On Monday Barack Obama tried to take credit for the record Trump economy.
It was a shameless move by the former president.
But it wasn’t the first time Obama tried to steal President Trump’s successes.
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Barack Obama broke precedent as a former president in 2018 and trashed his successor President Trump–calling him out by name, and then took credit for Trump’s booming economy.
Obama gave a speech at the University of Illinois and arrogantly took credit for Trump’s booming economy.
Barack Obama had the worst economic recovery in US history; Obama is the only president in history to never see a single year of 3.0% GDP growth yet here he is with a smug look on his face giving himself credit for Trump’s accomplishments.
In response to Obama’s ridiculous claim Kevin Hassett, the Chairman of the Council of Economic Advisers under the Trump administration, addressed the White House press briefing the following Monday.
Kevin went through ISM Purchasing Managers’ index, durable goods, employment and other statistics to bolster Trump’s claims about the economy.
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The liberal media hacks in the White House wanted to gang-rush Sarah Sanders but instead were forced to listen to Hassett lecture on economic facts!
Hassett completely destroyed Barack Obama and his lies about the Trump economic miracle.
This was spectacular!
Here is the transcript from Hassett’s presentation with the facts on the Trump economy.
The mainstream media ignored Hassett’s remarks.
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CHAIRMAN HASSETT: Thanks. It’s really a great pleasure to be back here. And thank you, Sarah, for the kind introduction.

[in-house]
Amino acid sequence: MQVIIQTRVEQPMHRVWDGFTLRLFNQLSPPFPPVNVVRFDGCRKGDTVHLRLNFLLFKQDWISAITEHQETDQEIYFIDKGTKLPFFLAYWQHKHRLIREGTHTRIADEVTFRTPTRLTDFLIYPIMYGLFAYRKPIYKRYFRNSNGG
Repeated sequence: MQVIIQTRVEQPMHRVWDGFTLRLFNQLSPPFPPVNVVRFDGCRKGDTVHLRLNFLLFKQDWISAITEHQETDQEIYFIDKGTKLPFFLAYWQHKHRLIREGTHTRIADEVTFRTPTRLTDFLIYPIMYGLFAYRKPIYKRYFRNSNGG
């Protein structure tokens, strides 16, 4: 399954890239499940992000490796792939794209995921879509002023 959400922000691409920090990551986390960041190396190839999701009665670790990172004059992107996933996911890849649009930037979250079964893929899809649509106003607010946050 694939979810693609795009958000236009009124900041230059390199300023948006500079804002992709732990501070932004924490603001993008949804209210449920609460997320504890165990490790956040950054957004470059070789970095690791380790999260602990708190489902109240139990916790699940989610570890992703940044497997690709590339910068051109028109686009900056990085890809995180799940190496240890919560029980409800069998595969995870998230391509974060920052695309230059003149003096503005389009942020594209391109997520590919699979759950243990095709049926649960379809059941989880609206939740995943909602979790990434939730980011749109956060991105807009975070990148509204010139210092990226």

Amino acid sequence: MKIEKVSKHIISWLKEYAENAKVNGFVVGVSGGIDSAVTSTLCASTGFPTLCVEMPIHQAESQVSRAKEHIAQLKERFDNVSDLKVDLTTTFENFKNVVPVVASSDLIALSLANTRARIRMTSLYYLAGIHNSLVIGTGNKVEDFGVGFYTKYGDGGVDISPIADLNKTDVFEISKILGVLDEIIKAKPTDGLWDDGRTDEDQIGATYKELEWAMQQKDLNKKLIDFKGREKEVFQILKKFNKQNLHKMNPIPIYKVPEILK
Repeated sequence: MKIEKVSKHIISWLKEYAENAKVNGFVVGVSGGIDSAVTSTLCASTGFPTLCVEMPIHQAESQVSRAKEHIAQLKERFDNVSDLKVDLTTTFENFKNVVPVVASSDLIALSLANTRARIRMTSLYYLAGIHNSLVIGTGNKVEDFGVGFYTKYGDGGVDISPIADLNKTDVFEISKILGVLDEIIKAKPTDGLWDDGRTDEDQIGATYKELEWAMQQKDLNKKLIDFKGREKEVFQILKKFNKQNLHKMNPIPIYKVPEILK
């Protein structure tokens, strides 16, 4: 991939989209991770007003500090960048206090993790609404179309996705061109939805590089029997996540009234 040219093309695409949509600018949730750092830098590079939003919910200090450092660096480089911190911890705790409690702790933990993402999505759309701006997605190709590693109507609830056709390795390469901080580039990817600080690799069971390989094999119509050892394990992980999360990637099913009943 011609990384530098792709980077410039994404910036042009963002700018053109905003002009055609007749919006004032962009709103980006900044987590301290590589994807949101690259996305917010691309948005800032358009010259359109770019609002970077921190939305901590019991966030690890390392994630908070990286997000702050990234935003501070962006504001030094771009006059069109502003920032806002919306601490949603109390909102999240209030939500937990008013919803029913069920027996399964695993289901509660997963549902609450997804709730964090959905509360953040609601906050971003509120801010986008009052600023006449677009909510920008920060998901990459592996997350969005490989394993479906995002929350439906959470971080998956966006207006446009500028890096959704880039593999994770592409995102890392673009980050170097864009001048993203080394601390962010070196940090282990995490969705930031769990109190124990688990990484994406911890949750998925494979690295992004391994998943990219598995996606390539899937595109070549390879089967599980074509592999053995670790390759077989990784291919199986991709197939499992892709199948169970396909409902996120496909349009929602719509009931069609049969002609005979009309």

You know, one of the hypotheses that’s been floating around about the economy lately is that the strong economy that we’re seeing is just a continuation of recent trends. And, you know, since we’re the nerds at the White House, we decided that this is a testable hypothesis. And so what we can do is we can go out and we can estimate recent trends — that is, trends that ran in the economy up to the point of the last election — and then compare the latest data to the recent trends.
In most cases, by the way, the estimates of the trends that we present to you here are very statistically significant, as are the deviations from the trend.
And so now I’m going to, as I always do, show you a few slides. Could I have the next slide, please? That’s the first slide again. There we go.
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So the first slide that we’re looking at is small-business optimism. And this is basically — for parallel construction, you’re going to see that each of the slides we go through is going to look a lot like this. And so the blue part to the left of the slide is what happened from the 2012 election through the 2016 election. And the dotted blue line is the trend that President Trump inherited from the previous President. And the red line is what actually happened with the data.
And so, I think that if you look at this chart, you can see that the first thing is small-business optimism. The middle chart is the percent reporting now as a good time to expand. The last one is the percent expecting higher real sales in six months. I think if you look at any of those, you’d say, “Gee, that doesn’t really look like the continuation of a recent trend.”
Could I have the next slide, please?
The next chart is something that, in my first presser here, way back last fall, we talked a lot about. It’s business investment, which is more than $300 billion over the trend. Again, if you look at the blue line on the left, the first chart is nonresidential fixed investment. And the dotted line is the trend and the growth rate to that, that President Trump inherited.